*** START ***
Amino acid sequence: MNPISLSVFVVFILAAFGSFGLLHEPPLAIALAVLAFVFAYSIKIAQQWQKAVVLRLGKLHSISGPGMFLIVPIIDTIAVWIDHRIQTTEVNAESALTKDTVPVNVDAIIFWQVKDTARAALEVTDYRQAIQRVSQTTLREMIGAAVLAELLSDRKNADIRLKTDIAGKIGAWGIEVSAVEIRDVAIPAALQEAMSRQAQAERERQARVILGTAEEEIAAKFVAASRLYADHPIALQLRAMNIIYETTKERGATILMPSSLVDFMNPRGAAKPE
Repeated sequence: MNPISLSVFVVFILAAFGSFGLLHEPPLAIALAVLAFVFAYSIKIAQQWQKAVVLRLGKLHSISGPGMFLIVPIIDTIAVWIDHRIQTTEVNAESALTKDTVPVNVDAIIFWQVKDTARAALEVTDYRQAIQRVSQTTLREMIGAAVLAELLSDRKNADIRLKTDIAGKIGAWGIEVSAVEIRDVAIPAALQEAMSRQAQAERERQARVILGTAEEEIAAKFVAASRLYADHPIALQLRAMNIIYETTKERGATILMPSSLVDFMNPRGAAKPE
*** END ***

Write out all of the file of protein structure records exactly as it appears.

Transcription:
Amino acid sequence: MNPISLSVFVVFILAAFGSFGLLHEPPLAIALAVLAFVFAYSIKIAQQWQKAVVLRLGKLHSISGPGMFLIVPIIDTIAVWIDHRIQTTEVNAESALTKDTVPVNVDAIIFWQVKDTARAALEVTDYRQAIQRVSQTTLREMIGAAVLAELLSDRKNADIRLKTDIAGKIGAWGIEVSAVEIRDVAIPAALQEAMSRQAQAERERQARVILGTAEEEIAAKFVAASRLYADHPIALQLRAMNIIYETTKERGATILMPSSLVDFMNPRGAAKPE
Repeated sequence: MNPISLSVFVVFILAAFGSFGLLHEPPLAIALAVLAFVFAYSIKIAQQWQKAVVLRLGKLHSISGPGMFLIVPIIDTIAVWIDHRIQTTEVNAESALTKDTVPVNVDAIIFWQVKDTARAALEVTDYRQAIQRVSQTTLREMIGAAVLAELLSDRKNADIRLKTDIAGKIGAWGIEVSAVEIRDVAIPAALQEAMSRQAQAERERQARVILGTAEEEIAAKFVAASRLYADHPIALQLRAMNIIYETTKERGATILMPSSLVDFMNPRGAAKPE